From the Office of MP Earl Dreeshen
MP EARL DREESHEN NAMED DEPUTY SHADOW MINISTER FOR AGRICULTURE AND AGRI-FOOD
Earl Dreeshen, Member of Parliament from Red Deer – Mountain View has been named as the Deputy Shadow Minister for Agriculture and Agri-Food.
Dreeshen has been involved in advocating for the agriculture community, producers and value added manufacturers in his ten years as Member of Parliament and for decades prior as a family farmer and community leader in Central Alberta. Dreeshen hopes to see a continued focus on agricultural education by showing an increasingly urbanized society the role of agriculture that many Canadians take for granted.
Previously serving on the International Trade Committee, Dreeshen will continue his work alongside his colleagues with trade issues facing agriculture. “As one of the few places in the world that produces more food than we eat – international trade agreements are vital to the continued success of the agriculture industry in Canada,” Dreeshen said. “We have some of the best products and the most effective processes in the world. Expanding markets for these products should be a priority for our federal government.”
“Unfortunately, what we are seeing in agriculture is the same thing faced by other natural resources sectors like energy and forestry – a concentrated effort to demonize Canadian product through misinformation,” Dreeshen continued. “It is important that we tell our story regarding our safe, sustainable food supply.”
In his new role, Dreeshen will work alongside Opposition Shadow Minister for Agriculture and Agri-Food, Luc Berthold.
Dreeshen looks forward to representing an agriculture community that he has been a member of his entire life. “Our main goal, as Opposition Members involved in the Agriculture file is to ensure that we are listening to producers and advocating for an environment where they can succeed.” added Dreeshen.
USAID head urges crisis-hit Sri Lanka to tackle corruption
By Krishan Francis in Colombo
COLOMBO, Sri Lanka (AP) — A visiting U.S. diplomat on Sunday urged Sri Lankan authorities to tackle corruption and introduce governance reforms alongside efforts to uplift the country’s economy as a way out of its worst crisis in recent memory.
USAID Administrator Samantha Power told reporters that such moves will increase international and local trust in the government’s intentions.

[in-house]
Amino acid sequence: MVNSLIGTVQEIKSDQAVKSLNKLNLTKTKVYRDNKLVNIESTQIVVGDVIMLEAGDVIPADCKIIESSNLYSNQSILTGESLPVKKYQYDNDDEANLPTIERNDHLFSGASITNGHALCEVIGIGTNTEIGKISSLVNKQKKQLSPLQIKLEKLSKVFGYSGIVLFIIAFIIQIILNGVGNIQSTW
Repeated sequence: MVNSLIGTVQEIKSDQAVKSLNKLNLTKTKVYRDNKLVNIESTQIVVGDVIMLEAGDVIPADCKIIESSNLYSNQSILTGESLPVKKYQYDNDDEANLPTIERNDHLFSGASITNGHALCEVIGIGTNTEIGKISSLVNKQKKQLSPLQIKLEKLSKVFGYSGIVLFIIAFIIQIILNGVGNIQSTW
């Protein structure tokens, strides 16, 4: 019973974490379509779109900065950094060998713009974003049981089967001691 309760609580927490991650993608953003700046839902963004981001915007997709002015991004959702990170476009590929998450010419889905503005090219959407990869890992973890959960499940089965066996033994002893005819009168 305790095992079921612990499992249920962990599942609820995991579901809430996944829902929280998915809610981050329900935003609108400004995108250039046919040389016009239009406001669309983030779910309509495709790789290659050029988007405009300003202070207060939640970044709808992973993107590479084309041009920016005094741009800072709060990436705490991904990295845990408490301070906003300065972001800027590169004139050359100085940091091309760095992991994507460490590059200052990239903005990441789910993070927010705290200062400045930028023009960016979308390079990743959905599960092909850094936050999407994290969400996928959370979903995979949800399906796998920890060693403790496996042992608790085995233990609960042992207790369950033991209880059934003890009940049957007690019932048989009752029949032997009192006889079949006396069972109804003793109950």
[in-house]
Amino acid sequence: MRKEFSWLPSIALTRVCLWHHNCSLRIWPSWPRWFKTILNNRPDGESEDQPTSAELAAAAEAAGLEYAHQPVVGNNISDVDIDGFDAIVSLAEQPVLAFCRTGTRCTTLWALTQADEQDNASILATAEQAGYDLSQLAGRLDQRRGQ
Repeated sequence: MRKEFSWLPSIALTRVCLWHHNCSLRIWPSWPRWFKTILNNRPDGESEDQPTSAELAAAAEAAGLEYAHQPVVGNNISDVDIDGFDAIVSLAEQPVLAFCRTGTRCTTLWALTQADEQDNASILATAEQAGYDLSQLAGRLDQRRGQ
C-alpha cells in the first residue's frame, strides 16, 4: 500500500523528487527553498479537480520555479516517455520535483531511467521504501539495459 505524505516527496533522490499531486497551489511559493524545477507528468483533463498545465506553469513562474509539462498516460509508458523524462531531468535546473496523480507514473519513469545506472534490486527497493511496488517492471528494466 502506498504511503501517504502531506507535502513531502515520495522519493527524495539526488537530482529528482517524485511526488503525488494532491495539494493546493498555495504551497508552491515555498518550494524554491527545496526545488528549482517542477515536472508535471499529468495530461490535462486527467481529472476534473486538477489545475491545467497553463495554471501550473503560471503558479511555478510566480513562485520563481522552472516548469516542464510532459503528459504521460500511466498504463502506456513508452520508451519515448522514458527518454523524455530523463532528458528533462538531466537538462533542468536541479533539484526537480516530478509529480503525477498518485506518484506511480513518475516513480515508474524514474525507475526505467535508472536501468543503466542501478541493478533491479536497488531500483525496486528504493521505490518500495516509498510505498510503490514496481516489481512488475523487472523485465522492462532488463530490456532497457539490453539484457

“Assistance alone would not put an end to this country’s woes,” Power said. “I stressed to the Sri Lankan president in my meeting earlier today that political reforms and political accountability must go hand in hand with economic reforms and economic accountability.”
She said that international investor confidence will increase as the government tackles corruption and proceeds with long sought governance reforms. “As citizens see the government visibly following through on the commitment to bring about meaningful change, that in turn increases societal support for the tough economic reforms ahead,” she said.
During her two-day visit, Power announced a total of $60 million in aid to Sri Lanka. After meetings with farmers’ representatives at a rice field in Ja-Ela, outside of the capital Colombo on Saturday, she announced $40 million to buy agrochemicals in time for the next cultivation season.
Agricultural yields dropped by more than half for the past two cultivation seasons because authorities had banned the imports of chemical fertilizers ostensibly to promote organic farming. She said that according to the World Food Program, more than 6 million people — nearly 30% of Sri Lanka’s population — are currently facing food insecurity and require humanitarian assistance.
On Sunday, she said an additional $20 million will be given to provide emergency humanitarian assistance to vulnerable families.
Sri Lanka has faced its worst crisis after it defaulted on foreign loans, causing shortages of essentials like fuel, medicines and some food items.
It has reached a preliminary agreement with the International Monetary Fund for a $2.9 billion package to be disbursed over four years. However, the program hinges on Sri Lanka’s international creditors giving assurances on loan restructuring. Sri Lanka’s total foreign debt is more than $51 billion of which $28 billion must be repaid by 2027.
Power said that the U.S. stands ready to assist with debt restructuring and reiterated that it is imperative that China, one of the island nation’s bigger creditors, cooperate in this endeavor.
Infrastructure like a seaport, airport and a network of highways built with Chinese funding did not earn revenue and are partly blamed for the country’s woes.
Saskatchewan warns that federal employees testing farmers’ dugouts for nitrogen levels could be arrested for trespassing
Ottawa’s planned attack on fertilizer will hurt our farmers.
It needs to stop.
Less fertilizer means less food.
Europe shut in about 50% of its fertilizer production.
Canada should not repeat the same mistake. pic.twitter.com/BztOiC1CPd
— Jason Kenney 🇺🇦 (@jkenney) July 27, 2022
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Another Flub by the Fact Checkers
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